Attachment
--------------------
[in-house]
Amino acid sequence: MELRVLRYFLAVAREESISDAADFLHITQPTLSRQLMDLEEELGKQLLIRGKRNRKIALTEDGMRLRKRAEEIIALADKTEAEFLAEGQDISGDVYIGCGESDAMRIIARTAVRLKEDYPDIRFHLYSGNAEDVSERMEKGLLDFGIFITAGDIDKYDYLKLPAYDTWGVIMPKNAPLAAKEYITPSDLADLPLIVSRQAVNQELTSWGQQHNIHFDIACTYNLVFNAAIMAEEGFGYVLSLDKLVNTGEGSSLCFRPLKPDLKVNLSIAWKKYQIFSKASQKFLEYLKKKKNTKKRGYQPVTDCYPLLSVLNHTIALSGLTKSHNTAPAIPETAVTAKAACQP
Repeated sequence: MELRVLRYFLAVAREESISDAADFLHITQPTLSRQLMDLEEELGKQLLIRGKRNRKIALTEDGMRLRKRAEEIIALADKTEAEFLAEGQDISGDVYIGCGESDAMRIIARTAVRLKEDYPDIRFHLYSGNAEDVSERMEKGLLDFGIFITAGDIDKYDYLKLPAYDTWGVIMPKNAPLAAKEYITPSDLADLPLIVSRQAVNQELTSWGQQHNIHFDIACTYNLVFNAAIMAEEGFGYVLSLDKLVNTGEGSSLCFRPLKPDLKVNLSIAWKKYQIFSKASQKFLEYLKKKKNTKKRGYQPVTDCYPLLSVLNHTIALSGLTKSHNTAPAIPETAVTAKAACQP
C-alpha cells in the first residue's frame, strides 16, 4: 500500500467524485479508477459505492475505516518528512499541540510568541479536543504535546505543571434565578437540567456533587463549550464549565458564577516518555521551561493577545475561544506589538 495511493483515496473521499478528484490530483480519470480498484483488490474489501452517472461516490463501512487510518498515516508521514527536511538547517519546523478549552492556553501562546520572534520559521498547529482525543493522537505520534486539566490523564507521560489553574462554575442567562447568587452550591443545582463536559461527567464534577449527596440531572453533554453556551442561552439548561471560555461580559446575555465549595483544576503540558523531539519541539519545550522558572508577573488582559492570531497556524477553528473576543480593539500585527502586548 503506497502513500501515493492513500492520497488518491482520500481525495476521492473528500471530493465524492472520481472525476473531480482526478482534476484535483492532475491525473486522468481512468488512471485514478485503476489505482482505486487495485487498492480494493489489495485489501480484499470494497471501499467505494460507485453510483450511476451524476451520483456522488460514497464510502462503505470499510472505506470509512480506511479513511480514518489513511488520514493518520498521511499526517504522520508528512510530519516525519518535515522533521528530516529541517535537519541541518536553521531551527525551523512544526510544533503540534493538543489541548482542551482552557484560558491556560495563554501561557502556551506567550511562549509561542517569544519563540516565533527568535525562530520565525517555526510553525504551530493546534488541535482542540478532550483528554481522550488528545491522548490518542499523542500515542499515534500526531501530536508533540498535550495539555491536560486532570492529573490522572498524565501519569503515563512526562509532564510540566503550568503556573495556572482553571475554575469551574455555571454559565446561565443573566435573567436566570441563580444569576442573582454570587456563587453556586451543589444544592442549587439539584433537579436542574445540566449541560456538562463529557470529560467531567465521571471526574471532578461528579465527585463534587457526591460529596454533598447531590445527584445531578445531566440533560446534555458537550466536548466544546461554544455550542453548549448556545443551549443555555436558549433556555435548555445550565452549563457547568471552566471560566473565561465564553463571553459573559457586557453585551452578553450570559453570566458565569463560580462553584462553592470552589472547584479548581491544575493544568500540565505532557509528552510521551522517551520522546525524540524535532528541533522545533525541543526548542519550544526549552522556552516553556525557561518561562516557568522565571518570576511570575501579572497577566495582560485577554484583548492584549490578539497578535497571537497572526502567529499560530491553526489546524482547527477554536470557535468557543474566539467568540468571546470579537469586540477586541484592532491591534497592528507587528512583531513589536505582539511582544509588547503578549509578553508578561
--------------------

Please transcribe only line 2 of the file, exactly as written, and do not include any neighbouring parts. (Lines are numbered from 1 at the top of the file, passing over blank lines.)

Amino acid sequence: MELRVLRYFLAVAREESISDAADFLHITQPTLSRQLMDLEEELGKQLLIRGKRNRKIALTEDGMRLRKRAEEIIALADKTEAEFLAEGQDISGDVYIGCGESDAMRIIARTAVRLKEDYPDIRFHLYSGNAEDVSERMEKGLLDFGIFITAGDIDKYDYLKLPAYDTWGVIMPKNAPLAAKEYITPSDLADLPLIVSRQAVNQELTSWGQQHNIHFDIACTYNLVFNAAIMAEEGFGYVLSLDKLVNTGEGSSLCFRPLKPDLKVNLSIAWKKYQIFSKASQKFLEYLKKKKNTKKRGYQPVTDCYPLLSVLNHTIALSGLTKSHNTAPAIPETAVTAKAACQP